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Lymph node recurrence after right colon resection for cancer: evidence for the utilisation of complete mesocolic excision
  1. Tara M Connelly,
  2. Cillian Clancy,
  3. Scott R Steele and
  4. Hermann Kessler
  1. Colorectal Surgery, Cleveland Clinic, Cleveland, OH, USA
  1. Correspondence to Tara M Connelly; connellyt2{at}ccf.org

Abstract

Complete mesocolic excision (CME) of colon cancer is a resection performed along embryological planes to include the completely intact mesentery surrounding the tumour with a high central vascular ligation. The aim is to remove all lymph nodes draining the cancer. Proponents of the technique cite the significantly decreased local recurrence and improved 5-year survival rates associated with CME versus conventional colectomy. Although increasingly performed in many centres, it has not yet gained widespread acceptance as it is technically more challenging and can incur an increased bleeding risk. A man in his 80s underwent a conventional right hemicolectomy for a pT4aN2aM0 ascending colon cancer at another institution. This was followed by chemotherapy. He presented to our institution 2 years later with an isolated 3.7×3.2 cm mesenteric tumour adjacent to his anastomosis. There was no intraluminal recurrence. He then underwent a repeat extended right colectomy with CME. Pathology confirmed lymph node recurrence. His case demonstrates the importance of CME in reducing carcinoma recurrence risk.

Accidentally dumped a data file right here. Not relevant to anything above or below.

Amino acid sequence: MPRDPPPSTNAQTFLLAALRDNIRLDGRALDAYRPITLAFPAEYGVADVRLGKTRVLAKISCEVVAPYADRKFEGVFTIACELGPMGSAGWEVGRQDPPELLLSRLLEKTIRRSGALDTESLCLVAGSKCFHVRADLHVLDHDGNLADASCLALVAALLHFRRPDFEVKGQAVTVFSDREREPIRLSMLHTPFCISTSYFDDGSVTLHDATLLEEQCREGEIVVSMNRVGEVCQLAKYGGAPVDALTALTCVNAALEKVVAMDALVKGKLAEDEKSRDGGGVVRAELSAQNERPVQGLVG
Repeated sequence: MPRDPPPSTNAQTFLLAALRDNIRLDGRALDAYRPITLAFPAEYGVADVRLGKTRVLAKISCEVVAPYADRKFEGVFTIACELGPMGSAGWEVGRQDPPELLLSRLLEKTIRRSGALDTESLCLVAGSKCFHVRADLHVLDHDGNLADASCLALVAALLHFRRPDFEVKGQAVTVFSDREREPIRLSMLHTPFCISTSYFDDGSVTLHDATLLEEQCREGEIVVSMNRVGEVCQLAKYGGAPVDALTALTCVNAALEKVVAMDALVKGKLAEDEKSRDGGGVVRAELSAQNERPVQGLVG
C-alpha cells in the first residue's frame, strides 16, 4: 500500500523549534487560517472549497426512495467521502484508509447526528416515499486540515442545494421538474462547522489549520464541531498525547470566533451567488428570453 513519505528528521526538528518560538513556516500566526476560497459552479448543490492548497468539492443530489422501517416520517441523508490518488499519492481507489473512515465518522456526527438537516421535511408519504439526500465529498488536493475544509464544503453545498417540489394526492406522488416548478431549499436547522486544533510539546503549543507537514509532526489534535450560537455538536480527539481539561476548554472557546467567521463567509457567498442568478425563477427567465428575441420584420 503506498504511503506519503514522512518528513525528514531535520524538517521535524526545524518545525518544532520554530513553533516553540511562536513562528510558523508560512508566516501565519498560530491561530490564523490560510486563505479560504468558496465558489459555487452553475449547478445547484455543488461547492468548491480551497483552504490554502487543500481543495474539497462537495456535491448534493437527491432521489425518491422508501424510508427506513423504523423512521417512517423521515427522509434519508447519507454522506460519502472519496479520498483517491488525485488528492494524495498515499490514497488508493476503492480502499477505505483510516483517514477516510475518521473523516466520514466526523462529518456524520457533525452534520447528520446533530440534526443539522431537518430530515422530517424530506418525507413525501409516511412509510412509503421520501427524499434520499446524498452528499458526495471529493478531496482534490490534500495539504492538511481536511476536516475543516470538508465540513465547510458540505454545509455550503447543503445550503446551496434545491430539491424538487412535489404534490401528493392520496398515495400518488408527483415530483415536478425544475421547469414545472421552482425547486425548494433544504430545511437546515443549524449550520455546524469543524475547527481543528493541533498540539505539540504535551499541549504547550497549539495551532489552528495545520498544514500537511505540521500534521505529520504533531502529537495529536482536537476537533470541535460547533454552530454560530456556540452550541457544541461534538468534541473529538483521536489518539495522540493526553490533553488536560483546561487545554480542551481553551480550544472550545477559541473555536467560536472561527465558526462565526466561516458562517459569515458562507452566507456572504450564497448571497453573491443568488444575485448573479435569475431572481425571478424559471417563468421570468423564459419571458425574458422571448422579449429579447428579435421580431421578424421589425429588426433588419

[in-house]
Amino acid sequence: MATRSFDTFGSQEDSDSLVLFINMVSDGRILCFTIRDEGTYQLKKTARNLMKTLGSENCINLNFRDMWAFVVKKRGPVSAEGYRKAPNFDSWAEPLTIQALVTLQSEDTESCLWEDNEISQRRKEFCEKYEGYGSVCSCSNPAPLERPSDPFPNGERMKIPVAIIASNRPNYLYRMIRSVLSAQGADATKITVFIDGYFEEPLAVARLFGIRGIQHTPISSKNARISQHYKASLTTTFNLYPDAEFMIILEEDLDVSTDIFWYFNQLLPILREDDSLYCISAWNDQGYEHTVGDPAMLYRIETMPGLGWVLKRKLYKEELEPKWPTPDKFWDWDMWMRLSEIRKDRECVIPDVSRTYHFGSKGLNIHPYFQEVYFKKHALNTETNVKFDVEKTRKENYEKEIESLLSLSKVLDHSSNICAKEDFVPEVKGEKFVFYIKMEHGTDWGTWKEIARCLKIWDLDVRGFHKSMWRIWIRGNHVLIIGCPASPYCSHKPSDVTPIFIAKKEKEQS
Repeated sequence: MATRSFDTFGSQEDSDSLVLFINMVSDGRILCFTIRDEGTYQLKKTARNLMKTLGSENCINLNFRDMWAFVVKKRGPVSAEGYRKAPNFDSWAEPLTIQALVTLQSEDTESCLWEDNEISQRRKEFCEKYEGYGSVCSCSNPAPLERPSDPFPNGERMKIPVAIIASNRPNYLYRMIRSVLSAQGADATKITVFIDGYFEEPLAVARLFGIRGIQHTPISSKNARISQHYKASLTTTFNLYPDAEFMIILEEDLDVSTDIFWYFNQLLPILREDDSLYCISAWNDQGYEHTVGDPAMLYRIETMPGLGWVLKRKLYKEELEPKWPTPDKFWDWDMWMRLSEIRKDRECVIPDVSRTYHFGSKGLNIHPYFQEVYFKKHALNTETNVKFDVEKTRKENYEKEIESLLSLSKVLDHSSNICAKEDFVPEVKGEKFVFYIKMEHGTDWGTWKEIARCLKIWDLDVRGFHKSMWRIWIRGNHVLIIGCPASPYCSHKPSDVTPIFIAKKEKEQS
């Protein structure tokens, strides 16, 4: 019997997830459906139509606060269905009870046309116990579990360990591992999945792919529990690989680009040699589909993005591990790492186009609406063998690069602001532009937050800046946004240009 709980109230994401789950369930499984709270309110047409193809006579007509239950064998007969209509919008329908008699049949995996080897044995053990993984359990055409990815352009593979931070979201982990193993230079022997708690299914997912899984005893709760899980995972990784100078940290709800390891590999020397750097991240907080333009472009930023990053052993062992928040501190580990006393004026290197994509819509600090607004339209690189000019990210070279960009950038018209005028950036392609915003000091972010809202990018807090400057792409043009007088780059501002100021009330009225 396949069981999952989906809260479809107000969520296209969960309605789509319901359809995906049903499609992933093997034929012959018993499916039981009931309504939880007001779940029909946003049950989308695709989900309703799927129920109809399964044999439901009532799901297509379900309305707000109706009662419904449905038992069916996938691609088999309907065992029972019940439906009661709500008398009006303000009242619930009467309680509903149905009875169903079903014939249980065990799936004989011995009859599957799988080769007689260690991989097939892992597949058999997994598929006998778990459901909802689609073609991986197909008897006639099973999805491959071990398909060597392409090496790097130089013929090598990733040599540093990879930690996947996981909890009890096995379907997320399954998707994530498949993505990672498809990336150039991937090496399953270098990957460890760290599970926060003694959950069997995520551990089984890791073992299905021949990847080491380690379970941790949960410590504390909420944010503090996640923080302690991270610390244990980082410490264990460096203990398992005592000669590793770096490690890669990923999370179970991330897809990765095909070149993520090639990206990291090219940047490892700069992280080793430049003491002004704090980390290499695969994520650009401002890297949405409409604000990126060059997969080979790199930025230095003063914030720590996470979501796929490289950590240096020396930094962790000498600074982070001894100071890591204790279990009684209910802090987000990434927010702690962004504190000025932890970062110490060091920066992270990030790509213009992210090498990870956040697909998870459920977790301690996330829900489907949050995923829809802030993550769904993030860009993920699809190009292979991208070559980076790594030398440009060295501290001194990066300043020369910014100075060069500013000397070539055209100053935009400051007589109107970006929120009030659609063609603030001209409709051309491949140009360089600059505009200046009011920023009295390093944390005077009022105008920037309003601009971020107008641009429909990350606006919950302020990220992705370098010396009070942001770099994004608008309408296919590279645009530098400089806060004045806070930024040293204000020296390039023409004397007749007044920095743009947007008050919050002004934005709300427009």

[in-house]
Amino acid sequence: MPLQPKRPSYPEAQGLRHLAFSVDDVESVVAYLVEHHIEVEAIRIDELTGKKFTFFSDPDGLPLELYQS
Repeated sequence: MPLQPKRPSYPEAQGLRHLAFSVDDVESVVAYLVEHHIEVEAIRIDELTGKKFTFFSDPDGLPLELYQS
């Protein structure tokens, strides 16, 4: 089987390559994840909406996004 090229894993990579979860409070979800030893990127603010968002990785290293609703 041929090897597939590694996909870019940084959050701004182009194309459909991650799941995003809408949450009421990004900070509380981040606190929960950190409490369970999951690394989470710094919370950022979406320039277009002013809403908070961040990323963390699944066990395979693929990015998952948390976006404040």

• Cancer intervention
  • Gastrointestinal system
  • Surgical oncology
  • Gastrointestinal surgery

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Footnotes

  • Contributors TC: planning, conduct, reporting, conception and design, acquisition of data. CC: planning, conduct, reporting, conception and design, acquisition of data. HK: planning, conduct, reporting, conception and design, acquisition of data, editing. SRS: planning, conduct, reporting, conception and design, editing.

  • Funding The authors have not declared a specific grant for this research from any funding agency in the public, commercial or not-for-profit sectors.

  • Case reports provide a valuable learning resource for the scientific community and can indicate areas of interest for future research. They should not be used in isolation to guide treatment choices or public health policy.

  • Competing interests None declared.

  • Provenance and peer review Not commissioned; externally peer reviewed.

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